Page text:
SINGAPORE (Reuters) – The dollar rose on Monday after data on Friday showed US producer prices rose more-than-expected last month, pointing to persistent inflationary pressures and a chance for the Federal Reserve to keep interest rates higher for longer.
The dollar rose 0.35% against the Japanese yen, to 137.05. Against a basket of currencies, the US Dollar Index gained 0.12%, at 105.18.
The euro was last down 0.2% at $1.0509.
The pound sterling fell 0.31 percent to $1.2229 in Asian trading on Monday, while the pound fell 0.34 percent to $0.6773.
The kiwi similarly fell, down 0.34%, to $0.6393.
Data released on Friday showed that the US producer price index for final demand in November rose 0.3% from the previous month and 7.4% from a year earlier, a slight surprise from expectations for an increase of 0.2% and 7.2%, respectively.
“There was little concern about how inflation will continue to rise and encourage the Fed to keep policy at a constrained level for longer than previously expected,” said Carol Kong, currency analyst at the Commonwealth Bank of Australia (CBA). .
Traders have also been on the lookout as they prepare for key risk events this week, including US inflation data and a slew of key central bank meetings.
The Fed is taking center stage again, and is widely expected to raise interest rates by 50 basis points, though the focus is on the central bank’s updated economic outlook and Fed Chairman Jerome Powell’s press conference.
“If he talked more about the risks to the economy… I think the markets would probably be seen as dovish by the markets, and of course, the markets like the dovish comments and how the FOMC would pay more attention to the downside risks to the economy.” CBA Kong said.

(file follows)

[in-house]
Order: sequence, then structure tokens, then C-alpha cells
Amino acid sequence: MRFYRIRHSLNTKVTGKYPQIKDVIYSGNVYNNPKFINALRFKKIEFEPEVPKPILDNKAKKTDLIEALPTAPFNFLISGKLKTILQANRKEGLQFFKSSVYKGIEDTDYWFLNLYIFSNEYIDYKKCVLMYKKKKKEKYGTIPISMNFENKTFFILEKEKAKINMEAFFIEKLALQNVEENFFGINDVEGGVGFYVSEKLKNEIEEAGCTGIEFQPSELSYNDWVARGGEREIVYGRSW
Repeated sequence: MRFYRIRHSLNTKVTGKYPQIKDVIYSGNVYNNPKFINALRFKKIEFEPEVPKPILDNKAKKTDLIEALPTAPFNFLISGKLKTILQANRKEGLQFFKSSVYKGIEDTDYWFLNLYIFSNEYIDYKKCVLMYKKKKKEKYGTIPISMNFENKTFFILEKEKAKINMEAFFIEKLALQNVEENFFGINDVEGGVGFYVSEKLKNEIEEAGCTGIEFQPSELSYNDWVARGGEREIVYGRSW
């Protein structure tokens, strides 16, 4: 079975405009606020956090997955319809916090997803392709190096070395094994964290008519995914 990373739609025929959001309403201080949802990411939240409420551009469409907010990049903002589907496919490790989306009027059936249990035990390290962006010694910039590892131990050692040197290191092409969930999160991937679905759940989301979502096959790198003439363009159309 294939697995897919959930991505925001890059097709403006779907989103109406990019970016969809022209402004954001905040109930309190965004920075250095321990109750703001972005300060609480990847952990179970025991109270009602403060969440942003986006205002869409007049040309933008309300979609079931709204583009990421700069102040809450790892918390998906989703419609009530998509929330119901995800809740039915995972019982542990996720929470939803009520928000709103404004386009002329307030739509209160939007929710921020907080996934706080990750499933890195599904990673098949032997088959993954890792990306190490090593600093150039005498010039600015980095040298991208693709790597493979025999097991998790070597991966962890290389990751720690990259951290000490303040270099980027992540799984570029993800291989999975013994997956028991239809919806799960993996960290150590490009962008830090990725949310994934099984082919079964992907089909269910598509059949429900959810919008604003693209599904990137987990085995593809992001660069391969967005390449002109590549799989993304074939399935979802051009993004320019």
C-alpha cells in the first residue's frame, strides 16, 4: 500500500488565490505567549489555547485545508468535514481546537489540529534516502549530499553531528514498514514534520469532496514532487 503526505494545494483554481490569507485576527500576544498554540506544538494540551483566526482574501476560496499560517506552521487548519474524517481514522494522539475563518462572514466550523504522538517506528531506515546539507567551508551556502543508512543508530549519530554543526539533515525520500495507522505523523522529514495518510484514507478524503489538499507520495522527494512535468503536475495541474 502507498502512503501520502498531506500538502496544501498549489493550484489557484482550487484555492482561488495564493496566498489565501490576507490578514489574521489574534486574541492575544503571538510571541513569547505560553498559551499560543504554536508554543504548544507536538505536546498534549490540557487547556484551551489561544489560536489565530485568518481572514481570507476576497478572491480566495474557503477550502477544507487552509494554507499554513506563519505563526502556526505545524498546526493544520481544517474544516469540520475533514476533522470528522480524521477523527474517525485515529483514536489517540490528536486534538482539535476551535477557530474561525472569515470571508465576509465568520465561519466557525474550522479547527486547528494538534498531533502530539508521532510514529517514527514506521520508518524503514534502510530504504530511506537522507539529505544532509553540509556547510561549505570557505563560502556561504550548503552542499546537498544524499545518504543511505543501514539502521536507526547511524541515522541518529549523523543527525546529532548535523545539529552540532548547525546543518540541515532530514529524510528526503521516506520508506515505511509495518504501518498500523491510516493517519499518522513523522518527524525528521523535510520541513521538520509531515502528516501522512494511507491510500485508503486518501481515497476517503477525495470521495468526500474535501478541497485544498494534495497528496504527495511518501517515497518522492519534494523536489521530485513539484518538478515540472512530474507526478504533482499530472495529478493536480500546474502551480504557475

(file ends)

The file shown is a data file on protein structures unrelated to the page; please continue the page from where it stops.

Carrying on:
The Bank of England and the European Central Bank (ECB) will also meet this week, and each is also expected to raise interest rates by 50 basis points.
“We have been told by ECB officials that they care more about core inflation, which has remained high,” Kong said of the upcoming ECB meeting.
“If they raise 50 basis points… they may follow up with some hawkish comments at the Lagarde conference after the meeting.”
Ahead of the FOMC meeting, US inflation data for November is due on Tuesday, with economists forecasting the annual core inflation rate of 6.1%.
“The market reaction to US inflation surprises has been uneven so far in 2022, with negative surprises having a greater impact than bullish ones,” said Barclays analysts.
They added, “Inflation data is likely to be the bigger driver of the two, (given) the Fed’s guidance for smaller increases,” referring to the effects on the US dollar. The external yuan fell slightly to 6.9798 against the dollar, weighed down by concerns about a possible rise in coronavirus cases, as China eased its strict coronavirus restrictions.
Reporting by Ray Wei. Editing by Lincoln Feist and Bradley Perrett
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